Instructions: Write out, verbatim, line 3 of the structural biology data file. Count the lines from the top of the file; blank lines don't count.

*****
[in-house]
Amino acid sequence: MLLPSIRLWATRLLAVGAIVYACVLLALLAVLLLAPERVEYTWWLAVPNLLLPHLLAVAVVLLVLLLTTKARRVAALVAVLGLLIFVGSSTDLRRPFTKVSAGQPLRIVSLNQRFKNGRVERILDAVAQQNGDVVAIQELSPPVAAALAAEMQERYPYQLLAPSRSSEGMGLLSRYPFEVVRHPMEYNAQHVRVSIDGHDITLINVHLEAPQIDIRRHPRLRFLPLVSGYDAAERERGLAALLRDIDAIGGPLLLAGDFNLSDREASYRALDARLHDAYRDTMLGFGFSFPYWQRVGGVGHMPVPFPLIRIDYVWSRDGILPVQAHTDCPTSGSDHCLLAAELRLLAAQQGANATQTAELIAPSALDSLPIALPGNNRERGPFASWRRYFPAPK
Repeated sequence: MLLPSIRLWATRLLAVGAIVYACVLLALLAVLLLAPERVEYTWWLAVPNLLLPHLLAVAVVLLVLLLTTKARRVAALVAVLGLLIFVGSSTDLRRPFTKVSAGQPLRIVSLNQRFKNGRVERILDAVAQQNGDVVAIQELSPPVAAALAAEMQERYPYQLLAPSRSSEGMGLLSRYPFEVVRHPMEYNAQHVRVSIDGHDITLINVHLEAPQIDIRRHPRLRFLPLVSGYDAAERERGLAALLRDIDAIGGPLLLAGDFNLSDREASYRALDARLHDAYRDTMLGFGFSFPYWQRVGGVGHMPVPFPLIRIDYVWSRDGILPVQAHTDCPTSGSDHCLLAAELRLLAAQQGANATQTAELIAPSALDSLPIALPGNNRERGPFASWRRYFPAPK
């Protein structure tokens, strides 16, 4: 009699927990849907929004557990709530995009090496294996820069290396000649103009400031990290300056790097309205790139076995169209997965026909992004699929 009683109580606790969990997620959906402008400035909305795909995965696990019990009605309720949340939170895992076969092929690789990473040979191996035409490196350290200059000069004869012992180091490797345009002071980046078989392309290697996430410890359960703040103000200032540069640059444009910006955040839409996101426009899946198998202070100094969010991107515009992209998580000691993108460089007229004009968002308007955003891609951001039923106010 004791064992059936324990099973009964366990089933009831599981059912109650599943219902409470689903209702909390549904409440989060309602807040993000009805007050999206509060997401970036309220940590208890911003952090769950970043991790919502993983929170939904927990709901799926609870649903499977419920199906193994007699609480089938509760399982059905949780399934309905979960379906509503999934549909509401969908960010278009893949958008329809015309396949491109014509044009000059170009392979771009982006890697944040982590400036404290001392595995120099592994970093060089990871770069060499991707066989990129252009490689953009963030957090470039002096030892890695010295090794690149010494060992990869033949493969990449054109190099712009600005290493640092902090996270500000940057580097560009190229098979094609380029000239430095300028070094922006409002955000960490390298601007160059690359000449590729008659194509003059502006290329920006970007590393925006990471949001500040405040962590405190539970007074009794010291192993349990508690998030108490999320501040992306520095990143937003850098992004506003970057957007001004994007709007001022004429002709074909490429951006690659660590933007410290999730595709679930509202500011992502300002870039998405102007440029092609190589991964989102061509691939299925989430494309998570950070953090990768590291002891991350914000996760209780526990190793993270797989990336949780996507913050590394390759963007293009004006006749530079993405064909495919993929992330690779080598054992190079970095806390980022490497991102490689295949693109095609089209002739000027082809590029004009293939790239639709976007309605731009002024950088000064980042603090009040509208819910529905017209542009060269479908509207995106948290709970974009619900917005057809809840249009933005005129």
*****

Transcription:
Repeated sequence: MLLPSIRLWATRLLAVGAIVYACVLLALLAVLLLAPERVEYTWWLAVPNLLLPHLLAVAVVLLVLLLTTKARRVAALVAVLGLLIFVGSSTDLRRPFTKVSAGQPLRIVSLNQRFKNGRVERILDAVAQQNGDVVAIQELSPPVAAALAAEMQERYPYQLLAPSRSSEGMGLLSRYPFEVVRHPMEYNAQHVRVSIDGHDITLINVHLEAPQIDIRRHPRLRFLPLVSGYDAAERERGLAALLRDIDAIGGPLLLAGDFNLSDREASYRALDARLHDAYRDTMLGFGFSFPYWQRVGGVGHMPVPFPLIRIDYVWSRDGILPVQAHTDCPTSGSDHCLLAAELRLLAAQQGANATQTAELIAPSALDSLPIALPGNNRERGPFASWRRYFPAPK